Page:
Super worried about Quinn going under the knife, she survived the operation. But the operation was not successful. Dr Svancara opened Quinn up, saw the tumor, claimed it was significantly larger than what the Ultra Sound report stated it to be (1.5cm x 3cm). So either within the last 10 days the tumor had grown significantly or the Ultrasound report wasn't very accurate. Dr Svancara said sorry he could not help, took a photograph of her tumor, and sewed Quinn back up.

Should have, could have, would have. I wish we took better care of Quinn and took her into see a vet right away and got the surgery lined up right away as both of you two recommended. And as a result of our stupidity Quinn now has to suffer with a tumor inside her and face the inevitable date... And that'll be on my conscience forever.

Quinn's home now. But I'm really heart broken, not knowing when she'll start feeling the tumor and feel suffering. All I know now is to treat her like the Queen, because we owe it to her.



If anyone digs up this in the future and wants advice or info from our experience please feel free to message me or directly email me.

[email protected]

Thanks for reading =)

The surgery that Nara had was with regular surgical tools, the surgeon said the they don't use lasers for what might be cancer, because the laser may make the cancer grow more.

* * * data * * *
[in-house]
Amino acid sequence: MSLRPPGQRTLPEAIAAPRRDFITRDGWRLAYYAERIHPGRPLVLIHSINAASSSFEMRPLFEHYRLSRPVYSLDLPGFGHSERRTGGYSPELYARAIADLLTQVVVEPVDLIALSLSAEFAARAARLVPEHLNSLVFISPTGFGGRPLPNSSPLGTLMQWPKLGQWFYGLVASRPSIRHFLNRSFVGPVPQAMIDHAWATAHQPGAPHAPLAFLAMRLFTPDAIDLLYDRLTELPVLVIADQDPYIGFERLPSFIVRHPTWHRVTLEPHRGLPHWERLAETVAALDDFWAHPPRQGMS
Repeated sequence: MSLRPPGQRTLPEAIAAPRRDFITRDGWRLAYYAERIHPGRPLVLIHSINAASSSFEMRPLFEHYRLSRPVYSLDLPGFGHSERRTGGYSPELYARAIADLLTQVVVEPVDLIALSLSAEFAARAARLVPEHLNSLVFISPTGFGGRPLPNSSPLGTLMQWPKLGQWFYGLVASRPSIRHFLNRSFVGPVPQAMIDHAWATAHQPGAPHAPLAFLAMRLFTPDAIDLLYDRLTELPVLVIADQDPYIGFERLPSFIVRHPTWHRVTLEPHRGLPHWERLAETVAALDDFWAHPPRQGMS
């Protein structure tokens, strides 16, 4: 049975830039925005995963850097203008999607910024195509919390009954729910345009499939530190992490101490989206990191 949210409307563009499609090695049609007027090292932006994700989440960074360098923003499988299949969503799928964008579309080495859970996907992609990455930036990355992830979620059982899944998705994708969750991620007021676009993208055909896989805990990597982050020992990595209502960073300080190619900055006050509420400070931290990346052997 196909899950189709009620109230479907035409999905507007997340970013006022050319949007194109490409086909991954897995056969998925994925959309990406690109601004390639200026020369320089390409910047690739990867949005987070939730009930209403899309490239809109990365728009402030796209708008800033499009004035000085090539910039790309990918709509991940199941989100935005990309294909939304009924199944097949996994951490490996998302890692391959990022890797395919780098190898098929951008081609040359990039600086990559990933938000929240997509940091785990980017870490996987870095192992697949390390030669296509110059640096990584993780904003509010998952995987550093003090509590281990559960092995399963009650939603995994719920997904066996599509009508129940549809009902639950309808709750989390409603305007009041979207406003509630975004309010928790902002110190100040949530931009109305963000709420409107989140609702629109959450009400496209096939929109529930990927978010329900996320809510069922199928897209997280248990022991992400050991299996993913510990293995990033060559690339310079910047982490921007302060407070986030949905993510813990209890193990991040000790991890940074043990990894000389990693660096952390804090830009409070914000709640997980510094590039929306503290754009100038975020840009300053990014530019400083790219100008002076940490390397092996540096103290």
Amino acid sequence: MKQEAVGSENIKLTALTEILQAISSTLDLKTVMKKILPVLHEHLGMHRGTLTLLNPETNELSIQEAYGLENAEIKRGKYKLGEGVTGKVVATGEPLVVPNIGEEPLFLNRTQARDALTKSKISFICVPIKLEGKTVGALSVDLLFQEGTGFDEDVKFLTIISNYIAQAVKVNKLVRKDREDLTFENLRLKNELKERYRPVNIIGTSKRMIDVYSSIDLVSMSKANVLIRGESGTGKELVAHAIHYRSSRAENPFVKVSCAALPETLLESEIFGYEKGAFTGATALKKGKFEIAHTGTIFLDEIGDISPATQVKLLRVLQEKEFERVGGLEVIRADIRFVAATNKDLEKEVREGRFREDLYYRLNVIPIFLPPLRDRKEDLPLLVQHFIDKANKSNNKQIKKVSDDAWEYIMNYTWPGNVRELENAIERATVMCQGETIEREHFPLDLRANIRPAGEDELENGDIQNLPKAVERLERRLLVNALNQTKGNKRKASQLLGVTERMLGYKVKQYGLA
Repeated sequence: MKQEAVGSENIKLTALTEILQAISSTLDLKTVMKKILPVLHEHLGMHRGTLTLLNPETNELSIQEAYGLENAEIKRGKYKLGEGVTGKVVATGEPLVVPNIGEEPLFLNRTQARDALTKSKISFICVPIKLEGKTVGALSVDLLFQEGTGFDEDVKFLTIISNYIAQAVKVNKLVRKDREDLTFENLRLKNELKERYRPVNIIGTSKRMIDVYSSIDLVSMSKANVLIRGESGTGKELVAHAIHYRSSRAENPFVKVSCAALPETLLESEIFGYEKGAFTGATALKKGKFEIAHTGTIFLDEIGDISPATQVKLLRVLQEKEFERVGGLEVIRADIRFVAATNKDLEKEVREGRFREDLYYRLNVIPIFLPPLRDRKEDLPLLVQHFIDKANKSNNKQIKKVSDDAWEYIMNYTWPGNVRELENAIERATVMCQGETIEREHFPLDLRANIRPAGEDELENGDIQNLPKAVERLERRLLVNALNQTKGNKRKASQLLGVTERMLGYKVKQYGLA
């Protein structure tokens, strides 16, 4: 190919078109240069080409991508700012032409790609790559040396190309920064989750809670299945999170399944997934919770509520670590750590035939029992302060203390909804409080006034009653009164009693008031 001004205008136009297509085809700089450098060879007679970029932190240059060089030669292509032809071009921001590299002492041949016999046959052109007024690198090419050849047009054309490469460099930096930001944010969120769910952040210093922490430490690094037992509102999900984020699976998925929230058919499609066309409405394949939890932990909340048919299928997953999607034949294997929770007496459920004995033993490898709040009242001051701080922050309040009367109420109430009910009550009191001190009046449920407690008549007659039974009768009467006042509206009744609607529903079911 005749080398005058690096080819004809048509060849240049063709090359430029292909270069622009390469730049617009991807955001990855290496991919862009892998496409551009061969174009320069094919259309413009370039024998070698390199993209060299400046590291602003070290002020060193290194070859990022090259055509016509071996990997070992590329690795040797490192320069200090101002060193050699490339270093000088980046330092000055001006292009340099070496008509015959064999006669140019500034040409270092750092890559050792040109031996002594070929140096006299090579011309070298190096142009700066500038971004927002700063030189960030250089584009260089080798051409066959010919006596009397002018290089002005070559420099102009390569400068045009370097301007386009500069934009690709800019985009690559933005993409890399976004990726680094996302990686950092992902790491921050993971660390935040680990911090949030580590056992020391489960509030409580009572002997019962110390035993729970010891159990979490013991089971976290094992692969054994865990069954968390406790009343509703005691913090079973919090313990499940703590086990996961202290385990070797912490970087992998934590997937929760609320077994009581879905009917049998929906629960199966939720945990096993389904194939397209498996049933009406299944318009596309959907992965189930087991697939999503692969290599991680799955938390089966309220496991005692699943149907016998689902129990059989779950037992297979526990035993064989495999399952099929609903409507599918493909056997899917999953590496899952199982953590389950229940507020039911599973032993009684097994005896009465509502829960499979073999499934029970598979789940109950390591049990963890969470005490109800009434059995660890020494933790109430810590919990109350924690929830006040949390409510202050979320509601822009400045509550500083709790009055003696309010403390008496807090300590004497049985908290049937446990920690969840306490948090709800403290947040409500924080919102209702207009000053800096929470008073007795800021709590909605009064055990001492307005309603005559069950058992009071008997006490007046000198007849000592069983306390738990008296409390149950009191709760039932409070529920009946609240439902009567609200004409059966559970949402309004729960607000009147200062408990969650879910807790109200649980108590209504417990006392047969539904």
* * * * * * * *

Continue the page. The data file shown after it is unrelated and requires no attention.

I did pay extra for a "healing" laser they used on her incision. It is called "LiteCure Laser Therapy" on the bill. The surgery itself was just a "spay".

I agree with you, you want the most experienced surgeon you can find. I think even if they don't have hedgehog experience, experience with small mammals would be good.

Nancy can probably advise you on any specific doctors she might have experience with.

Have you looked in the vet threads for any comments for the particular vets you are close to? Also the HWS-Hedgehog Welfare Society has a listing on their website of recommended vets. Just Google them. I would find the link but Nara's light just went off and I am here in the dark.

All the best for you and Quinn!
Laser is the way to go. It is a faster surgery, less blood loss and quicker recovery time. I can't recall any that haven't been laser. A vet who has done surgery on a small pet such as a rat or guinea pig or even bunny would be ideal.

Time is also critical, especially if she is still bleeding. Blood loss will make them anemic which increases the risks of surgery.

:)
 

·
Registered
Joined
·
944 Posts
I am so sorry, for you and Quinn.
Love her all you can.
Hedgehogs are good at hiding illness and can eat, drink and wheel as if nothing is wrong for quite a while.

Hugs,
Donna
 

·
Registered
Joined
·
347 Posts
It is NOT your fault. You did what you thought was best and thought about it first. Take advantage of the time you have together now.
Best wishes
 
1 - 15 of 15 Posts
Top